Lodge (?), n. [OE. loge, logge, F. loge, LL. laubia porch, gallery, fr. OHG. louba, G. laube, arbor, bower, fr. lab foliage. See Leaf, and cf. Lobby, Loggia.]

1.

A shelter in which one may rest; as: (a) A shed; a rude cabin; a hut; as, an Indian's lodge.

Chaucer.

Their lodges and their tentis up they gan bigge [to build]. Robert of Brunne.

O for a lodge in some vast wilderness! Cowper.

(b)

A small dwelling house, as for a gamekeeper or gatekeeper of an estate.

Shak. (c)

A den or cave.

(d)

The meeting room of an association; hence, the regularly constituted body of members which meets there; as, a masonic lodge.

(c)

The chamber of an abbot, prior, or head of a college

.

2. Mining

The space at the mouth of a level next the shaft, widened to permit wagons to pass, or ore to be deposited for hoisting; -- called also platt.

Raymond.

3.

A collection of objects lodged together.

The Maldives, a famous lodge of islands. De Foe.

4.

A family of North American Indians, or the persons who usually occupy an Indian lodge, -- as a unit of enumeration, reckoned from four to six persons; as, the tribe consists of about two hundred lodges, that is, of about a thousand individuals.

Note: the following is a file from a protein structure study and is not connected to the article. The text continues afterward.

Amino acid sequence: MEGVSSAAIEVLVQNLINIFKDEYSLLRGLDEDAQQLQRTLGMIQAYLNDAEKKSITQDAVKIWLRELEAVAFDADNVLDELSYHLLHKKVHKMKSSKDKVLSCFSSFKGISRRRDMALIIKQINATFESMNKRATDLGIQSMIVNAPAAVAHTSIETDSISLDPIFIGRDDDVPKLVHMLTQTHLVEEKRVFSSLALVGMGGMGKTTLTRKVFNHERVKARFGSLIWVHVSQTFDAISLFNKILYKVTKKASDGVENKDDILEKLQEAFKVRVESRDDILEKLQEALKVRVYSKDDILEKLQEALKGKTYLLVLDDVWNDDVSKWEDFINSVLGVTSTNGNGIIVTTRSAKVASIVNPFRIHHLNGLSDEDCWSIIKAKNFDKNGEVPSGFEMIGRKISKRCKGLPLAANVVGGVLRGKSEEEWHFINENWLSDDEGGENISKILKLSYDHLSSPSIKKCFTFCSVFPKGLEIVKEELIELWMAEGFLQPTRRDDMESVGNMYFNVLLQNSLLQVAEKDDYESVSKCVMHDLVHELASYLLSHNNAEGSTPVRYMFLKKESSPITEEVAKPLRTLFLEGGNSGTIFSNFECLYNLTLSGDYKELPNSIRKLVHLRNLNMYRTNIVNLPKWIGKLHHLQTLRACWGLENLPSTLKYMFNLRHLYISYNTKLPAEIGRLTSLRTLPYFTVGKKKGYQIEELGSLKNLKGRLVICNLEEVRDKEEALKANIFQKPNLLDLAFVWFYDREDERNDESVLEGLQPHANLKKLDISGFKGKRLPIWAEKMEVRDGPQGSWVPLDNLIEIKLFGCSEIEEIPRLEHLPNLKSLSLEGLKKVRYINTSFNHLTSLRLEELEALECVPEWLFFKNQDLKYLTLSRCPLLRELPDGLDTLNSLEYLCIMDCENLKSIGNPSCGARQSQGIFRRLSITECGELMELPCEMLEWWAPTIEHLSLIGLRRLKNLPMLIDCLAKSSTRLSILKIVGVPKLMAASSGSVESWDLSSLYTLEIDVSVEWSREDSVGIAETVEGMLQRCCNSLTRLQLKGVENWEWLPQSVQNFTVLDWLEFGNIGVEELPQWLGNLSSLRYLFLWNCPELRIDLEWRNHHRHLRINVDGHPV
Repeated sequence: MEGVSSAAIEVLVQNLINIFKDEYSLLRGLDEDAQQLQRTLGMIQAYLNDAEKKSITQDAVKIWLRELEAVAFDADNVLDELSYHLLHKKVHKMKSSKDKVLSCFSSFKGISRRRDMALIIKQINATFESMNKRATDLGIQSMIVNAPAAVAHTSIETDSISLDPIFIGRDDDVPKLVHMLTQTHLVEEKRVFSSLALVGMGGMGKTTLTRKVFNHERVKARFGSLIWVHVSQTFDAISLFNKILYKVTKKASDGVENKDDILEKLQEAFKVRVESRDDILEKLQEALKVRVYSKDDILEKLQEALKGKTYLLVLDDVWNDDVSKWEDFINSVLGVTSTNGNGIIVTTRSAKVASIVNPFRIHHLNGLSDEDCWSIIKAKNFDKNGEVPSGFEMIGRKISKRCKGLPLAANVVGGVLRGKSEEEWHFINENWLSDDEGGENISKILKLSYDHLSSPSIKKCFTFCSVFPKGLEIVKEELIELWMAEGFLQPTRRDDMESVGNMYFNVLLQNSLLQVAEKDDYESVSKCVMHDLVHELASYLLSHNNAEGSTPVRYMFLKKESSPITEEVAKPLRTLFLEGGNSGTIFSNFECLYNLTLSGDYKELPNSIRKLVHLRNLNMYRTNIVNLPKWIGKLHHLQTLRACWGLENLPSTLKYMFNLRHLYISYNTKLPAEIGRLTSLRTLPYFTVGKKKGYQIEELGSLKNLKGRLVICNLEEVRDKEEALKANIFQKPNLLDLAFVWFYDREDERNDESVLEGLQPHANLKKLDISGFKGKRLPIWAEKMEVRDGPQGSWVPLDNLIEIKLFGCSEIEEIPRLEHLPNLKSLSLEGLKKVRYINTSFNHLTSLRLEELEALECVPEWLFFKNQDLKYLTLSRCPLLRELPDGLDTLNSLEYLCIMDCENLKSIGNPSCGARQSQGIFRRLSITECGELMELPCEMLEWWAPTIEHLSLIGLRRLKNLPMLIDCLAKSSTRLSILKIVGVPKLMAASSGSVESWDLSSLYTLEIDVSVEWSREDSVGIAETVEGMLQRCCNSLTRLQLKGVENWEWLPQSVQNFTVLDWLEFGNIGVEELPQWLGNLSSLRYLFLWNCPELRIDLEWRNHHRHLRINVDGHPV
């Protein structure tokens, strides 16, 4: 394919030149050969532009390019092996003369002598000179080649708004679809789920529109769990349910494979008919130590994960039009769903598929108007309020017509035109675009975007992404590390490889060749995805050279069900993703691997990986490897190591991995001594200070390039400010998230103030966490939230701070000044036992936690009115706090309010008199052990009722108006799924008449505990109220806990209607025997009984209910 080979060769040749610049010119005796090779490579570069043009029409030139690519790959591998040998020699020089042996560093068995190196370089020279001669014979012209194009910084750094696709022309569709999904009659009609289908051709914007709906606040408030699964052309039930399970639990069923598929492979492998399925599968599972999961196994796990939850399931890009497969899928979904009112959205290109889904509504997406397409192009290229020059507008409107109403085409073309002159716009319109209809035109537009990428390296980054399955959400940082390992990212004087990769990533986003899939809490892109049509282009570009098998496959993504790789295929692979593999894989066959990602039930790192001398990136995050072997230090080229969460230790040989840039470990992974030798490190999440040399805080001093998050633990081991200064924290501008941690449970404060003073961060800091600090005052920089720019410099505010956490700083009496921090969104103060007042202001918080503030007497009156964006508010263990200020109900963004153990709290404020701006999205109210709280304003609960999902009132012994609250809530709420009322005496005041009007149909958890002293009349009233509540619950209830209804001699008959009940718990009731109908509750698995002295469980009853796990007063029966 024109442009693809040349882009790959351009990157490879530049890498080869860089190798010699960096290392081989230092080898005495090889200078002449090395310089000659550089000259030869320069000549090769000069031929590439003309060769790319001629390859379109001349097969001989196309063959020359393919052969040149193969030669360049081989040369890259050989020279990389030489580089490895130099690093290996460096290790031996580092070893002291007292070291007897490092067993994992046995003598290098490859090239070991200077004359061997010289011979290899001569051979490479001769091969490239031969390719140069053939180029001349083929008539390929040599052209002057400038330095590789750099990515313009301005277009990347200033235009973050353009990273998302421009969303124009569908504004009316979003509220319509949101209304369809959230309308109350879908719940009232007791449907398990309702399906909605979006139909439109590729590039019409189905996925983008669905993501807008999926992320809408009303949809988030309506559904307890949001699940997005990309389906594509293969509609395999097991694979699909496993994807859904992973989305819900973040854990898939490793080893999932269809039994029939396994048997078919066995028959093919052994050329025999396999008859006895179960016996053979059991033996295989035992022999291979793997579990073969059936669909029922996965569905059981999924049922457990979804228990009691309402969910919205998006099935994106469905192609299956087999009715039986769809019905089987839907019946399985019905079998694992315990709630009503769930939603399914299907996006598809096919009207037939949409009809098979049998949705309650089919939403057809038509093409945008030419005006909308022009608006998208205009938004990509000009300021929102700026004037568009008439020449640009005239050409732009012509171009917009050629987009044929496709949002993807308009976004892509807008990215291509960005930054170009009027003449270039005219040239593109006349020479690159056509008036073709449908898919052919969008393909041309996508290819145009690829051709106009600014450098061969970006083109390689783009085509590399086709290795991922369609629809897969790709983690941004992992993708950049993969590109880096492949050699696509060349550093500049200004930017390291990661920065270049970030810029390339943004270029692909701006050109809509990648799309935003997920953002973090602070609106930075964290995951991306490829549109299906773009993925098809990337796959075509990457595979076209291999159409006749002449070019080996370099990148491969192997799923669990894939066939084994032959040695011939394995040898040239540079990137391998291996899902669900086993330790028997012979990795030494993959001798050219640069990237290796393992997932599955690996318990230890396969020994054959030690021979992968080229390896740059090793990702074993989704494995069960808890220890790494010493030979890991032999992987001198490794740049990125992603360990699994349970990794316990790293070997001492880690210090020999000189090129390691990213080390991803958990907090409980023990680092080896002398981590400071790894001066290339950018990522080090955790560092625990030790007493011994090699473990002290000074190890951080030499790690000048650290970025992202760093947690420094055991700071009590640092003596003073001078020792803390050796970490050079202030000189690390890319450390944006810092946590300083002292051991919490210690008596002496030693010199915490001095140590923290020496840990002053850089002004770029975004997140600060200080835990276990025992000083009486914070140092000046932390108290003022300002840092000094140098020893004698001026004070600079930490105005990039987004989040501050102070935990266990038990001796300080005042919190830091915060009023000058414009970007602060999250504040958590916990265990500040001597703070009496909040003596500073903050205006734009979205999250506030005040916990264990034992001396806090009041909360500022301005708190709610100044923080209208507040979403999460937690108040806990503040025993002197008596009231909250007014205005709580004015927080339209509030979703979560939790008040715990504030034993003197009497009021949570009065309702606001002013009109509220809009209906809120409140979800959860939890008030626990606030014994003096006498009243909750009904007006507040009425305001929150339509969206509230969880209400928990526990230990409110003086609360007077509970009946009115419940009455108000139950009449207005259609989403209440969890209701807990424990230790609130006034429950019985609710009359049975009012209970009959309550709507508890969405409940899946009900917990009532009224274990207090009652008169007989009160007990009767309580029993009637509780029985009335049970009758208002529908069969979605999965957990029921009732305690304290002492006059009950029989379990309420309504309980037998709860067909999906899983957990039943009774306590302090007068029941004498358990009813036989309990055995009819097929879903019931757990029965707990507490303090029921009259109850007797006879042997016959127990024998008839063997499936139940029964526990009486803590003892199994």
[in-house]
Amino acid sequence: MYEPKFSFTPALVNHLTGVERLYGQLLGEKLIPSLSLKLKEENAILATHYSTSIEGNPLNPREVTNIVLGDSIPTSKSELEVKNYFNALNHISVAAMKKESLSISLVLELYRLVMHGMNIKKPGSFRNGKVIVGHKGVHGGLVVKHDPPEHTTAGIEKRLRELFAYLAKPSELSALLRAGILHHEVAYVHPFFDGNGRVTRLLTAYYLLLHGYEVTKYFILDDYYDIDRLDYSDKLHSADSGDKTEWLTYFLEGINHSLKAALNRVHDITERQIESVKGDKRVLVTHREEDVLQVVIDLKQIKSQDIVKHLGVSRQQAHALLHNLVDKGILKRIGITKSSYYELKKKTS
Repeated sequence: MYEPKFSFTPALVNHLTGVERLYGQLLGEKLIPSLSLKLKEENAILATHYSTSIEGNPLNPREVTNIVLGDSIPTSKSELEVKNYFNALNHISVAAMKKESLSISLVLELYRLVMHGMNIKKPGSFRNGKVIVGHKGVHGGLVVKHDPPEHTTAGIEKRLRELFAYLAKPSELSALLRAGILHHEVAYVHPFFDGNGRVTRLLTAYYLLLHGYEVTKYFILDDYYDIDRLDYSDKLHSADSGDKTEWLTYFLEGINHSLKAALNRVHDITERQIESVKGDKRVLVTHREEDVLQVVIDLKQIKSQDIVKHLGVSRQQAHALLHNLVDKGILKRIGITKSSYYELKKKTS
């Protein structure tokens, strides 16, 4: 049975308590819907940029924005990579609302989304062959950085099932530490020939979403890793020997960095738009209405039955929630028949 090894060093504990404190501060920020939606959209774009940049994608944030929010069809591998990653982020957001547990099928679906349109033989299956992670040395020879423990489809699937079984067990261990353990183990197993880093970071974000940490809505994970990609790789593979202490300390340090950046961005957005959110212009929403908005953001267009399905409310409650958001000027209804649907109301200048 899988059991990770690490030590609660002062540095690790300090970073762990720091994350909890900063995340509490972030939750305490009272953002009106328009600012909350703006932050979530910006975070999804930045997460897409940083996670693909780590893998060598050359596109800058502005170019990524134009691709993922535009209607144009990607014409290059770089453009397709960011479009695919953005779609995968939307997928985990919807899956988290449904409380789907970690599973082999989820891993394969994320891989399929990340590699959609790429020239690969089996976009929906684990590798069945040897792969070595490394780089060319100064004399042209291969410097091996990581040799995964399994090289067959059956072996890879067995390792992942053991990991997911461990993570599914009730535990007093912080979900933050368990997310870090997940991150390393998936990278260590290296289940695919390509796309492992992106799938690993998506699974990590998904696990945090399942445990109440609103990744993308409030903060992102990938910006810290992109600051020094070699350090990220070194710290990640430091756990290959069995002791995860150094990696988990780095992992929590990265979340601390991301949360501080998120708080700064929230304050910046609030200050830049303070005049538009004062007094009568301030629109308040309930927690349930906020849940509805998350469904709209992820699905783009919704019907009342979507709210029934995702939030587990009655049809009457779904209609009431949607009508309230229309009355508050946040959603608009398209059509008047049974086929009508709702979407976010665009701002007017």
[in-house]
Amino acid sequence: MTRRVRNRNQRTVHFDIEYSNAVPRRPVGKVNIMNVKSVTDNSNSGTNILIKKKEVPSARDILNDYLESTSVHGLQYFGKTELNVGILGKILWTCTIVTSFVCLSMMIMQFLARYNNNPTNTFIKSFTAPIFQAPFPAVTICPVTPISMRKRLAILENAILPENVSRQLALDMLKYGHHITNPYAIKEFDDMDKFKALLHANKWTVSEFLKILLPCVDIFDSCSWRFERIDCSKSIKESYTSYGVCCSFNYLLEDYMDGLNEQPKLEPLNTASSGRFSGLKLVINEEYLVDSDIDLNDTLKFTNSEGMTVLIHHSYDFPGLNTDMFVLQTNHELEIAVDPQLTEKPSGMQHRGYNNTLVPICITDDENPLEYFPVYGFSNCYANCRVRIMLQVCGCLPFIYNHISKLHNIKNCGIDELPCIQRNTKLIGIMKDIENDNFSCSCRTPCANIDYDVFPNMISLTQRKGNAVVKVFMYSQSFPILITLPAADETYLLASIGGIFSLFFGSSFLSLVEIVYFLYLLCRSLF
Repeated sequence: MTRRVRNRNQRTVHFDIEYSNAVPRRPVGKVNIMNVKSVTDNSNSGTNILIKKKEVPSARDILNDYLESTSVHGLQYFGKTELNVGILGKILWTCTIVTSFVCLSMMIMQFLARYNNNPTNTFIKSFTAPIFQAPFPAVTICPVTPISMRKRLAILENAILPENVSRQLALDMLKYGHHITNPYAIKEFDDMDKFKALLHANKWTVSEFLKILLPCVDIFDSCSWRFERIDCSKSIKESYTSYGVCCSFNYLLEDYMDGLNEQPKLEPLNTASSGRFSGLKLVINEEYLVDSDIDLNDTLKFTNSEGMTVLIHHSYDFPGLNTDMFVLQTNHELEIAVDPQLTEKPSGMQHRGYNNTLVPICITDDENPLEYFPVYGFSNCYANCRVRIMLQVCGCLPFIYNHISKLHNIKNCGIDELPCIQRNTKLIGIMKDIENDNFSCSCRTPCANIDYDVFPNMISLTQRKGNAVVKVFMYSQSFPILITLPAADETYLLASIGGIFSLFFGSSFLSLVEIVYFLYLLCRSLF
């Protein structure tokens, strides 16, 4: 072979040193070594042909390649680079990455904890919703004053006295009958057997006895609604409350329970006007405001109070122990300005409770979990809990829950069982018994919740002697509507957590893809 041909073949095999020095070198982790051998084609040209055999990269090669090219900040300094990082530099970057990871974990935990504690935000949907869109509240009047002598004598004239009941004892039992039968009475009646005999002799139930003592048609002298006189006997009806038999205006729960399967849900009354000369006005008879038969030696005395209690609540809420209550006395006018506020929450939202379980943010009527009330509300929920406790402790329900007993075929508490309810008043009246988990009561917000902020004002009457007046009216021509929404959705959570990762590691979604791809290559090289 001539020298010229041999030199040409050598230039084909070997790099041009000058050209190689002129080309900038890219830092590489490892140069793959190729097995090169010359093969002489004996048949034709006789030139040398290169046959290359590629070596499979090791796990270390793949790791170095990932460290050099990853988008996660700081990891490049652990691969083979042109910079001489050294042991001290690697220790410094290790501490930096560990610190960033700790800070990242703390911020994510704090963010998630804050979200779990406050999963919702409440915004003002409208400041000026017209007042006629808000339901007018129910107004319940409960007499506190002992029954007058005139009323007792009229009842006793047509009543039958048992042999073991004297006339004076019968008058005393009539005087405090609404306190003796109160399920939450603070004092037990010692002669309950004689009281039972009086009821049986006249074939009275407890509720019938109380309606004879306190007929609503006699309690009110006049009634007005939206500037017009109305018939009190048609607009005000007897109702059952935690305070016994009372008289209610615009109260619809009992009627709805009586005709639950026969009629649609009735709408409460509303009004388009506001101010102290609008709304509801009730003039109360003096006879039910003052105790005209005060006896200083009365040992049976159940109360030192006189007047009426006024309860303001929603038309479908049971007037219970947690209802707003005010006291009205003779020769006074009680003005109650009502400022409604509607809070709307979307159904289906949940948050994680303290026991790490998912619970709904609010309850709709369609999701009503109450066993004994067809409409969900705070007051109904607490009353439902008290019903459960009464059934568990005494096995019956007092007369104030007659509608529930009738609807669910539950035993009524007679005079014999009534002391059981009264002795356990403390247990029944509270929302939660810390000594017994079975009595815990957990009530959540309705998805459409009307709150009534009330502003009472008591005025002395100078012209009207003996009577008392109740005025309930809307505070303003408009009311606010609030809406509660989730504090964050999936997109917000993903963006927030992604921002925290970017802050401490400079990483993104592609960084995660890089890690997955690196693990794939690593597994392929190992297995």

Lodge gate, a park gate, or entrance gate, near the lodge. See Lodge, n., 1 (b).

 

© Webster 1913.


Lodge, v. i. [imp. & p. p. Lodged (?); p. pr. & vb. n. Lodging (?).]

1.

To rest or remain a lodge house, or other shelter; to rest; to stay; to abide; esp., to sleep at night; as, to lodge in York Street.

Chaucer.

Stay and lodge by me this night. Shak.

Something holy lodges in that breast. Milton
.

2.

To fall or lie down, as grass or grain, when overgrown or beaten down by the wind.

Mortimer.

3.

To come to a rest; to stop and remain; as, the bullet lodged in the bark of a tree.

 

© Webster 1913.


Lodge, v. t. [OE. loggen, OF. logier, F. loger. See Lodge, n. ]

1.

To give shelter or rest to; especially, to furnish a sleeping place for; to harbor; to shelter; hence, to receive; to hold.

Every house was proud to lodge a knight. Dryden.

The memory can lodge a greater stone of images that all the senses can present at one time. Cheyne.

2.

To drive to shelter; to track to covert.

The deer is lodged; I have tracked her to her covert. Addison.

3.

To deposit for keeping or preservation; as, the men lodged their arms in the arsenal.

4.

To cause to stop or rest in; to implant.

He lodged an arrow in a tender breast. Addison.

5.

To lay down; to prostrate.

Though bladed corn be lodged, and trees blown down. Shak.

To lodge an information, to enter a formal complaint.

 

© Webster 1913.

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